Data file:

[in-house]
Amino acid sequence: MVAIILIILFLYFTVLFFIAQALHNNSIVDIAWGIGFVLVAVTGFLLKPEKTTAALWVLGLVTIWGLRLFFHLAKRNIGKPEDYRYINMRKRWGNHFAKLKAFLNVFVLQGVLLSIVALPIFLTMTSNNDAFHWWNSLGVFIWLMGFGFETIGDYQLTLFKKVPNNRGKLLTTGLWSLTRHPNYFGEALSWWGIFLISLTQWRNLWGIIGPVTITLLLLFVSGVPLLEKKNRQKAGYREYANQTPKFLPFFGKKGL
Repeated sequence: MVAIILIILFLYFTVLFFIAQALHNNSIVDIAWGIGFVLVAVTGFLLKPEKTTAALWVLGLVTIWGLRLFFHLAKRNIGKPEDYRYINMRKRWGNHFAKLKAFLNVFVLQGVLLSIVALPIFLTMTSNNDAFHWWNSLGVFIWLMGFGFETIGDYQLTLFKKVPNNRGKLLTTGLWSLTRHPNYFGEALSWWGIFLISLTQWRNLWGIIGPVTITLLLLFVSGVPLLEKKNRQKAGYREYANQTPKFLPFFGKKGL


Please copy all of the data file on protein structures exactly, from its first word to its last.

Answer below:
[in-house]
Amino acid sequence: MVAIILIILFLYFTVLFFIAQALHNNSIVDIAWGIGFVLVAVTGFLLKPEKTTAALWVLGLVTIWGLRLFFHLAKRNIGKPEDYRYINMRKRWGNHFAKLKAFLNVFVLQGVLLSIVALPIFLTMTSNNDAFHWWNSLGVFIWLMGFGFETIGDYQLTLFKKVPNNRGKLLTTGLWSLTRHPNYFGEALSWWGIFLISLTQWRNLWGIIGPVTITLLLLFVSGVPLLEKKNRQKAGYREYANQTPKFLPFFGKKGL
Repeated sequence: MVAIILIILFLYFTVLFFIAQALHNNSIVDIAWGIGFVLVAVTGFLLKPEKTTAALWVLGLVTIWGLRLFFHLAKRNIGKPEDYRYINMRKRWGNHFAKLKAFLNVFVLQGVLLSIVALPIFLTMTSNNDAFHWWNSLGVFIWLMGFGFETIGDYQLTLFKKVPNNRGKLLTTGLWSLTRHPNYFGEALSWWGIFLISLTQWRNLWGIIGPVTITLLLLFVSGVPLLEKKNRQKAGYREYANQTPKFLPFFGKKGL